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Fairchild 660 & 670

Legendary Compressor-Limiter By Hannes Bieger
Published May 2016

Fairchild 660 & 670Photo: Hannes Bieger

These 1950s compressors are probably the most revered — and imitated — processors in the world. But what is it that makes them so special?

The Fairchild 660/670 compressor-limiter is arguably the most iconic of all dynamics processors. A decent plug-in emulation can now be considered pretty much a standard tool, and there are quite a few to choose from. There are also, in current production, quite a few hardware units that are inspired in some way by these legendary limiters, and a few manufacturers even offer precise clones of the original circuitry. But why? Just what is it that has bestowed such an enviable reputation on this legendary processor?

In common with other ‘legends’, it’s fair to say that a number of factors are responsible for the Fairchild’s enviable status, and as with all legends, the truth becomes a little distorted. Its age certainly plays a role; its decades of deployment in control rooms across the globe, and on such a range of commercial material, have contributed to its mystique. Its relative scarcity has also made it an expensive collector’s item and, despite all the maintenance issues, the asking price for vintage specimens keeps rising (at the time of writing, originals are fetching prices upwards of £20,000).

But there are plenty of rare old processors which lack the Fairchild’s fame and desirability. In short, despite its age and scarcity, this behemoth limiter would not be so desirable if we didn’t also love its special sound character. A well-maintained Fairchild sounds fantastic, even by modern standards, and if you know how to use it — or one of its many software or hardware imitators — it remains a very useful and great-sounding studio tool today.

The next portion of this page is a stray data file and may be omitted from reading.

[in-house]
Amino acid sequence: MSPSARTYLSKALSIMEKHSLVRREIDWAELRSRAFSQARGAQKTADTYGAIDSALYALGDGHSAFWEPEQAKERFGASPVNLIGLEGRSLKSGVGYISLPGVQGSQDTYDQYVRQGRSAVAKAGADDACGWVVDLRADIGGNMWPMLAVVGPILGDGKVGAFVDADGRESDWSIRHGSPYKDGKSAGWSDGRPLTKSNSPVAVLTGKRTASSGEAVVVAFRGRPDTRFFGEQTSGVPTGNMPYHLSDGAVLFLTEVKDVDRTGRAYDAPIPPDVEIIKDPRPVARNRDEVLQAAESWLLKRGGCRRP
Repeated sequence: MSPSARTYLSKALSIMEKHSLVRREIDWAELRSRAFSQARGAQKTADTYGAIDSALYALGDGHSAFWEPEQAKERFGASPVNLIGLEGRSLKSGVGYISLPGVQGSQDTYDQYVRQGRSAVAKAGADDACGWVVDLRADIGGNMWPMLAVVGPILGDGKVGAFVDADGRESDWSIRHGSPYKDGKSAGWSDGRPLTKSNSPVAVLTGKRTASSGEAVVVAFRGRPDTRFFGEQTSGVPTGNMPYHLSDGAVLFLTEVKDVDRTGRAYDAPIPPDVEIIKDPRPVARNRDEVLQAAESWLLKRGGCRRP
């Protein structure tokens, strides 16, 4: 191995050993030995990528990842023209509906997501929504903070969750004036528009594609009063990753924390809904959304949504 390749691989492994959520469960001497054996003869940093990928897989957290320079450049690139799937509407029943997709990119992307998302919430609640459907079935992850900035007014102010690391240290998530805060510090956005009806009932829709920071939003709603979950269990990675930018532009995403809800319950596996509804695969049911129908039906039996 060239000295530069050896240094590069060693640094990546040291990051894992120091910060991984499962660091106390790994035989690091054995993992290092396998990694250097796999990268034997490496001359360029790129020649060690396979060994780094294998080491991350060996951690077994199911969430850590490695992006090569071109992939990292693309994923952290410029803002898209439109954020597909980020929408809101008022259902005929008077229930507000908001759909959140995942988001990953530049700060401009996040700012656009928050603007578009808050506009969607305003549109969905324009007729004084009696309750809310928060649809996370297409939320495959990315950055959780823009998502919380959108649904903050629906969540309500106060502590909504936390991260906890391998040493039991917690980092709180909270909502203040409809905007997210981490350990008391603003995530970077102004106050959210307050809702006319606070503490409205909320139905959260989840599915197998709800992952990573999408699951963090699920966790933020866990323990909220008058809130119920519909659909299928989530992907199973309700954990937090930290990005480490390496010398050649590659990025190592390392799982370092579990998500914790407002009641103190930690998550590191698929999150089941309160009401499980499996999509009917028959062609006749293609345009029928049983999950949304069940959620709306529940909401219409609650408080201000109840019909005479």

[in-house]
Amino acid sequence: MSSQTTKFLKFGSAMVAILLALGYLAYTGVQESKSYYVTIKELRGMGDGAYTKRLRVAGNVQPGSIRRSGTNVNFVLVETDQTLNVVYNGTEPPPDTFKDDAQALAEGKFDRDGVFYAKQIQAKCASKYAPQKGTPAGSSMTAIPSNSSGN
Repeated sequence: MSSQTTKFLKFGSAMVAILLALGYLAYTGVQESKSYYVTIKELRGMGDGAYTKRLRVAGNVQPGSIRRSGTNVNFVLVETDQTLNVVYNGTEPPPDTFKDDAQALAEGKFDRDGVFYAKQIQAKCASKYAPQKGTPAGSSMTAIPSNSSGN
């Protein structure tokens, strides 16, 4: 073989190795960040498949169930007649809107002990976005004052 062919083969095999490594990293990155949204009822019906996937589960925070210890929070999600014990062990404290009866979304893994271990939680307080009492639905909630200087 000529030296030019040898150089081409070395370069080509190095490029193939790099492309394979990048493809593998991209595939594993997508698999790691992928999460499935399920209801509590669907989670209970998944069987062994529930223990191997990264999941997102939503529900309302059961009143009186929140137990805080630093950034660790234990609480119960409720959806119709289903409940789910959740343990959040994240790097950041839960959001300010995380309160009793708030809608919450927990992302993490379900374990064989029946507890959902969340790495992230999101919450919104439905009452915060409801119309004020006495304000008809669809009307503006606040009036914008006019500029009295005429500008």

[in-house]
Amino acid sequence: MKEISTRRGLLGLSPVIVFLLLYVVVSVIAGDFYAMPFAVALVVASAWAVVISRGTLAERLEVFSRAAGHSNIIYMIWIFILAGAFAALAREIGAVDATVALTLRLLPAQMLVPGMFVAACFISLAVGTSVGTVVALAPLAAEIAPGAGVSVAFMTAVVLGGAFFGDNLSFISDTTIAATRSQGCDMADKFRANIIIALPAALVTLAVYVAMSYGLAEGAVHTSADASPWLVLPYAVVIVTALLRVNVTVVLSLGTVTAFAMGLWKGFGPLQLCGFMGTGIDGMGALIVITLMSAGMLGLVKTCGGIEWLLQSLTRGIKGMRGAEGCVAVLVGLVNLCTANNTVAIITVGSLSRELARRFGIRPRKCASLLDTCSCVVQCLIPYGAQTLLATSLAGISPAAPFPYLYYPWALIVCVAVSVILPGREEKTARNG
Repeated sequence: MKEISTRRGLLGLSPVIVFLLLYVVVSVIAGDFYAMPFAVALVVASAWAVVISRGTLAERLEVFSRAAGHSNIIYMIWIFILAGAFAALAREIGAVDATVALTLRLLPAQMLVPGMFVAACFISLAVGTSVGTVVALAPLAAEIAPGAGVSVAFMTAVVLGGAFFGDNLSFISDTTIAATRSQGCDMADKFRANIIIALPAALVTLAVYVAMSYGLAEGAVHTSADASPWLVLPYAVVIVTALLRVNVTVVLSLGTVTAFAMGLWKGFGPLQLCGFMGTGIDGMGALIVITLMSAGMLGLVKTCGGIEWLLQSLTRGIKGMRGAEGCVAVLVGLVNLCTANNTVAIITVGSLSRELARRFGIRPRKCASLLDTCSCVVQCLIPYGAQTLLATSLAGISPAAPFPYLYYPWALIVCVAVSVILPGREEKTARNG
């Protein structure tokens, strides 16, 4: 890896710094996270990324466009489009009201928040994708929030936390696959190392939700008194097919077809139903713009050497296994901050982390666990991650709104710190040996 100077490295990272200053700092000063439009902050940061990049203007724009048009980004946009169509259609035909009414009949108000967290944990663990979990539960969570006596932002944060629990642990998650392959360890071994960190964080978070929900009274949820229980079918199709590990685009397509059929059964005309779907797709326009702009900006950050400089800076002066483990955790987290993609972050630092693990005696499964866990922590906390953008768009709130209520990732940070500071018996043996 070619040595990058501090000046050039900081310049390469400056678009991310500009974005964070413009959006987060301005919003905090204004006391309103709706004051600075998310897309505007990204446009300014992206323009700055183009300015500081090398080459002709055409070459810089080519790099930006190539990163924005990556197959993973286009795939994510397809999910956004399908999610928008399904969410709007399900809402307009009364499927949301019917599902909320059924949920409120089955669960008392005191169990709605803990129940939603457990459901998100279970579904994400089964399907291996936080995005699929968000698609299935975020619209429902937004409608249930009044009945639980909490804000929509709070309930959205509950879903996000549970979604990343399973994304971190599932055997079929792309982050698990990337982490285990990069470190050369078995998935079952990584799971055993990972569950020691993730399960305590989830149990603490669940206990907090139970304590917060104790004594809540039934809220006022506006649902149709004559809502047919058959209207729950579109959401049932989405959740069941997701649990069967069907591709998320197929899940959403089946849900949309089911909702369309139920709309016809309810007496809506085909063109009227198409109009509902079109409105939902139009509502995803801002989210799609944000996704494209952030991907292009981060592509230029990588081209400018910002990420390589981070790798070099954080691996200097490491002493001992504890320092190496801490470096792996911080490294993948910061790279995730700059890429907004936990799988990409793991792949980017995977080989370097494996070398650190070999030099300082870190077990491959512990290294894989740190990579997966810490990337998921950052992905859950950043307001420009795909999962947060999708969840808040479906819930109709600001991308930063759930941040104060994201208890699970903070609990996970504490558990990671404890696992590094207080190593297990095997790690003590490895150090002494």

The aim of this article is to separate the fact from the fiction, which I’ll do by taking a closer look at the Fairchild’s origins, explaining some technical details and describing the typical sonic attributes of this most classic of processors. Perhaps we’ll bust a myth or two along the way...


The original Fairchild was developed in the early ‘50s by Rein Narma, an American engineer with Estonian roots. Earlier in his career, Narma had constructed mixing consoles for the likes of Rudy Van Gelder and Les Paul, and history has it that the latter, the famous guitarist and inventor, may have provided the impetus to design the compressor. One way or another, the work was finally carried out under the roof of the Fairchild Equipment Corporation, with Narma as the lead engineer overseeing the project.

Fairchild offered both a mono version, the 660 (shown here), and the dual-channel 670.Fairchild offered both a mono version, the 660 (shown here), and the dual-channel 670.